by Sue Luse, MA, IECA (MN)
Many colleges and universities require scores from either the ACT or SAT as part of their applications, which are due during the first semester of senior year. By planning ahead, students can begin the test-prep process much earlier and give themselves time to perform well.
The ACT and SAT are typically offered at least six times per school year, and independent educational consultants generally advise students to try and earn their best scores junior year. That way, students can still repeat either test, if necessary, in the fall of senior year.
Here are some tips to help you prepare for your college entrance exams and earn your best possible scores:
When should I begin my prep for the ACT or SAT? The summer before your junior year of high school can be the perfect time to devote to test preparation. To become test-ready for the math section of the ACT or SAT, however, you may want to wait until you’ve taken (or at least started) high school courses in Algebra 2 and Trigonometry.
Should I take the ACT, the SAT, or both? Colleges will accept a score from either test, and many students perform equally well on both. However, some students find that they are better suited to the ACT than the SAT or vice versa. Try taking a practice test of both the ACT and the SAT and see if you have a preference. If you perform much better on one over the other, focus your test prep there.
How many times should I test? I recommend that my students plan to take either the ACT or SAT three times. Because the first test can be an intimidating new experience, your score may also be adversely impacted. The second test should be your strongest effort to attain your best possible score. Having a third possible test date in mind is helpful if you would like to try again. The key is to plan ahead: Compare the test date schedule for the ACT and SAT to your upcoming commitments for finals, sports, jobs, vacations, and other planned activities.
Should I take advantage of ACT’s “Test Information Release” service? Yes. I strongly encourage students to take their first ACT in December, April, or June when Test Information Release (TIR) is available at national test centers. Through TIR, you pay an extra fee to receive a list of your answers, a copy of the multiple-choice test questions, and the answer key, along with a copy of the writing prompt, the scoring rubric, and the scores assigned to your essay by two different evaluators. You can order TIR when you register and for three months after you test. TIR is extremely helpful in identifying those areas where you may want to focus additional study and consider private tutoring, as well as those parts of the test you completed successfully.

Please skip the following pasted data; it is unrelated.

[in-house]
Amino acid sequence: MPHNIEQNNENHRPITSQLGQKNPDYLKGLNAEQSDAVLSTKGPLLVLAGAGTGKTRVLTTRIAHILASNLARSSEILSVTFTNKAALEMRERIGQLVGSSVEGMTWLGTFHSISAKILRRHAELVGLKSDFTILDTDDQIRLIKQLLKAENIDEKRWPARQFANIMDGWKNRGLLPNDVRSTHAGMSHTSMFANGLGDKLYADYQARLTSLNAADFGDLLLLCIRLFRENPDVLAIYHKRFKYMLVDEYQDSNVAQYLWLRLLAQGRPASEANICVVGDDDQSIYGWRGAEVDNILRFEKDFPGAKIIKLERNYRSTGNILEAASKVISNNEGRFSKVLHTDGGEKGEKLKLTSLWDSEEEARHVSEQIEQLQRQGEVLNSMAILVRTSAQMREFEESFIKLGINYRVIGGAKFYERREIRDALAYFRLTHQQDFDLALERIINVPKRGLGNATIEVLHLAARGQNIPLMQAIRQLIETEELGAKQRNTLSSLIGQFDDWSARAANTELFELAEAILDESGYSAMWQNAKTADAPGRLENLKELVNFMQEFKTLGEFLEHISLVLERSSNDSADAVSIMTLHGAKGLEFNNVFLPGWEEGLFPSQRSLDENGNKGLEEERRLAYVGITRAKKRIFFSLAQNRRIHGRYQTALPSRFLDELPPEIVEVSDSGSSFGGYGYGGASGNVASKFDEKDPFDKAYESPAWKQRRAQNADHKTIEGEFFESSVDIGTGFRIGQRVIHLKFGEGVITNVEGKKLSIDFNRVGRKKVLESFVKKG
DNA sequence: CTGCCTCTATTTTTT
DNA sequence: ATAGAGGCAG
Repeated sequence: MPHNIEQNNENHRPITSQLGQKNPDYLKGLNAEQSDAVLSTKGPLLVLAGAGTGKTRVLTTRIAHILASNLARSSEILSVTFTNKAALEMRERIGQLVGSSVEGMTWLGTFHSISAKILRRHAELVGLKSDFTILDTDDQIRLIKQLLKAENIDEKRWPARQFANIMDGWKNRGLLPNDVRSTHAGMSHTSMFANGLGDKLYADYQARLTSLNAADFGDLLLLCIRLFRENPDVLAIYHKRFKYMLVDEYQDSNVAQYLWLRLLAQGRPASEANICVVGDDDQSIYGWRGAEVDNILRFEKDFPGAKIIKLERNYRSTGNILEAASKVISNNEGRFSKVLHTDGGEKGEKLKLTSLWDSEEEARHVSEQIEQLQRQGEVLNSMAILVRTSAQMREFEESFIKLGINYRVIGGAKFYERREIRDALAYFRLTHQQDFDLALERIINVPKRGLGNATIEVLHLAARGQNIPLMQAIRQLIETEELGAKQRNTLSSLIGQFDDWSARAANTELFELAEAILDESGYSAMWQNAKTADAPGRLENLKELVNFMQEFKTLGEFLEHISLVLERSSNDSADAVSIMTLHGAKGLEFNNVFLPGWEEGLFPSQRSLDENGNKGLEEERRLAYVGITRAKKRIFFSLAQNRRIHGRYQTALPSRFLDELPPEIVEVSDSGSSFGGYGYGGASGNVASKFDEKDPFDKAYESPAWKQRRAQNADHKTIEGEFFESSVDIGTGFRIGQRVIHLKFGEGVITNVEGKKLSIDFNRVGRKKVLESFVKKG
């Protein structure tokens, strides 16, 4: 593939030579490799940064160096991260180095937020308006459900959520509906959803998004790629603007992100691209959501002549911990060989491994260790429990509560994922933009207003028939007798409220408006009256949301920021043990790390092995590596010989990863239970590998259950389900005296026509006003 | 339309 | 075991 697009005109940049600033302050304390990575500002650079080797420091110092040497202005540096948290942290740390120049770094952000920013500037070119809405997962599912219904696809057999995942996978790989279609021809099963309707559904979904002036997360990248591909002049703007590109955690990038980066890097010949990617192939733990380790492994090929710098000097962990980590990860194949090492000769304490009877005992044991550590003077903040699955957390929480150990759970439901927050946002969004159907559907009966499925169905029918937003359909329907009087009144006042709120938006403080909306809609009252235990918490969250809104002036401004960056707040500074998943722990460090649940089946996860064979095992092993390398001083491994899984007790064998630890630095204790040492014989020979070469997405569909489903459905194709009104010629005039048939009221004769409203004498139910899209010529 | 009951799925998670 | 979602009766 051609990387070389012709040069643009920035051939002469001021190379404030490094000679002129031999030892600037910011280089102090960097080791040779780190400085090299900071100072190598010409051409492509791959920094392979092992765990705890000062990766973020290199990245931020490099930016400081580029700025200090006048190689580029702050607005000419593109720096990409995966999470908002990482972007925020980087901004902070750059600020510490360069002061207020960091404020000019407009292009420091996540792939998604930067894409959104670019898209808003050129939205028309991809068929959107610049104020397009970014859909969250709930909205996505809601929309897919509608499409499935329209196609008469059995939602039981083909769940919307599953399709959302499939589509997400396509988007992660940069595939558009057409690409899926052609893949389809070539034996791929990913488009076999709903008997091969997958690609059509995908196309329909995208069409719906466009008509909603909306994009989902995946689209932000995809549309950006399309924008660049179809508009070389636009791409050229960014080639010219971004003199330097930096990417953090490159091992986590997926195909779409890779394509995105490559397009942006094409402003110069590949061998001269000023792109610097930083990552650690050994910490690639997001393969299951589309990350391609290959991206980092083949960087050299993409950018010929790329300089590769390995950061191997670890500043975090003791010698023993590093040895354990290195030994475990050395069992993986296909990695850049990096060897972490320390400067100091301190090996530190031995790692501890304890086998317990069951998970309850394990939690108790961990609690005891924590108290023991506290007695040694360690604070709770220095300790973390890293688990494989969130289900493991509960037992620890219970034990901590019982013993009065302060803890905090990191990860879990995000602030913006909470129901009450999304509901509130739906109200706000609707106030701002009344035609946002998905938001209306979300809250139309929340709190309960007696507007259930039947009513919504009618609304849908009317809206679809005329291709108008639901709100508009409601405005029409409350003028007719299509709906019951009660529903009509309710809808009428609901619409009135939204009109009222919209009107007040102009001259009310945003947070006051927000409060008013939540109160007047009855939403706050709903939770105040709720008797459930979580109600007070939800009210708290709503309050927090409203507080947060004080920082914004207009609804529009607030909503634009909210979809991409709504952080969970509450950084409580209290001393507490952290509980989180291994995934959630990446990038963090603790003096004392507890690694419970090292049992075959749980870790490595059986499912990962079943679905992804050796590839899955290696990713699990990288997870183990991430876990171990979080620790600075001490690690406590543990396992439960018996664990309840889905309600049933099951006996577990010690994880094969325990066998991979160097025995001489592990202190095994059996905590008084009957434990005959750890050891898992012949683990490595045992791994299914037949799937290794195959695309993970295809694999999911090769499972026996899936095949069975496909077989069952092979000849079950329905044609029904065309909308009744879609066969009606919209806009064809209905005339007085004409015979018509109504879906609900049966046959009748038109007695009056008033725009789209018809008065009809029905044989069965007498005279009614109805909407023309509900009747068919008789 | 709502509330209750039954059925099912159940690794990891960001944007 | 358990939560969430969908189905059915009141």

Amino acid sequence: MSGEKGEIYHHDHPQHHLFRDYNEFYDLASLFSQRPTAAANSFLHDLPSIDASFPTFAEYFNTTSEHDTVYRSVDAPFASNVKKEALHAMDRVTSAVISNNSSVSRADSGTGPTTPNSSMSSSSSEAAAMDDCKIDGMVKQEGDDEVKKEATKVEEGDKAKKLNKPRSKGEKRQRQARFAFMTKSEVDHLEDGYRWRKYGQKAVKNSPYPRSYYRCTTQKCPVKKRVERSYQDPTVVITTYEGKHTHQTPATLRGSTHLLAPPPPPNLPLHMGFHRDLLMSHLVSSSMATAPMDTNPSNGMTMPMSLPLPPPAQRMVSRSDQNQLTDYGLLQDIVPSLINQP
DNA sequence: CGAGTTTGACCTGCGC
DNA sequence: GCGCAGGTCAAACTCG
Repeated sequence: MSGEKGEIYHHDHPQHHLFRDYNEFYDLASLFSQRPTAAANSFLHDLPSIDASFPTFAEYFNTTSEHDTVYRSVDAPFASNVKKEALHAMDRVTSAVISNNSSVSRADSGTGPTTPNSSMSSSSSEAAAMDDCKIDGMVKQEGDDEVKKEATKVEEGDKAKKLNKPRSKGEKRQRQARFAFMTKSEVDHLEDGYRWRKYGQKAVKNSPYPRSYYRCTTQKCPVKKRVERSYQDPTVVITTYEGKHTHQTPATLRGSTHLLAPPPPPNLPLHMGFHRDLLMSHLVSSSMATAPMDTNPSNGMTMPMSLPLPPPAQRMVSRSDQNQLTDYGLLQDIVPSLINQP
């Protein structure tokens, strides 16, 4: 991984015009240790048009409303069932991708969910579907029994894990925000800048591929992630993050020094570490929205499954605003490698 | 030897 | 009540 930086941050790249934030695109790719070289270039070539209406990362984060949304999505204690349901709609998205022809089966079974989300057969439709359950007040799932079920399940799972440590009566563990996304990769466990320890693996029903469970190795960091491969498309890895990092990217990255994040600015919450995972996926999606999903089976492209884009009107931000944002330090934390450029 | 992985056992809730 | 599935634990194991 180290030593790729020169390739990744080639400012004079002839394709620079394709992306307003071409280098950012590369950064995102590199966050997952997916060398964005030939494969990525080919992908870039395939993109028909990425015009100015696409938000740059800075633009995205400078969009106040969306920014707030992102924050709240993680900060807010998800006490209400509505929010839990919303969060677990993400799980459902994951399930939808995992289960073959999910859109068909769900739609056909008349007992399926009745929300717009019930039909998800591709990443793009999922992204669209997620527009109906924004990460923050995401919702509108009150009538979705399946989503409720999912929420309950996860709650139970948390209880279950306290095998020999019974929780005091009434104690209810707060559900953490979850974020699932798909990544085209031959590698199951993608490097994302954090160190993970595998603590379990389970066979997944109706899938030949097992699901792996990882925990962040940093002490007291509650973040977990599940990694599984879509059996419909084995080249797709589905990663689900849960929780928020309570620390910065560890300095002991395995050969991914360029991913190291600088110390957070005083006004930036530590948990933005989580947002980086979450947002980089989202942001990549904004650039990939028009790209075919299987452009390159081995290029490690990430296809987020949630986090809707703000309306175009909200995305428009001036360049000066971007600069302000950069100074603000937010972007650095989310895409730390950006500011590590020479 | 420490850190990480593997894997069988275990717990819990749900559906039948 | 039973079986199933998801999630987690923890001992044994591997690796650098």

What are SAT Subject Tests, and do I have to take them? A small number of highly selective colleges may also require that you submit scores from these single-subject tests. If you are applying to a college that requires SAT Subject Tests, you may want to schedule a test (and do your best) shortly after completing a high school course in a similar subject.
What is the PSAT? The PSAT is the qualifying test for high school juniors to compete for the National Merit Scholarship Program. It is not required by colleges and is only offered in mid-October. Students who expect to do well on the PSAT may benefit from taking this test as freshmen or sophomores (for practice) so they are better prepared to take it again when their scores count junior year. If your goal is to qualify for the National Merit program, you may also want to prep for the PSAT the summer before and during the fall of your junior year.
If I do well on the PSAT and am a National Merit contender, do I also have to take the SAT? Yes. To be named a National Merit Scholar, you must also submit a score from the SAT. Some students elect to take it in October or November, immediately following the PSAT. Special note to current high school sophomores who expect to do well on the PSAT (or did well on a practice test): The SAT will be completely different in 2016. You may want to take the SAT yet this school year, in May or June, before the test is changed, and begin your SAT test prep several months in advance.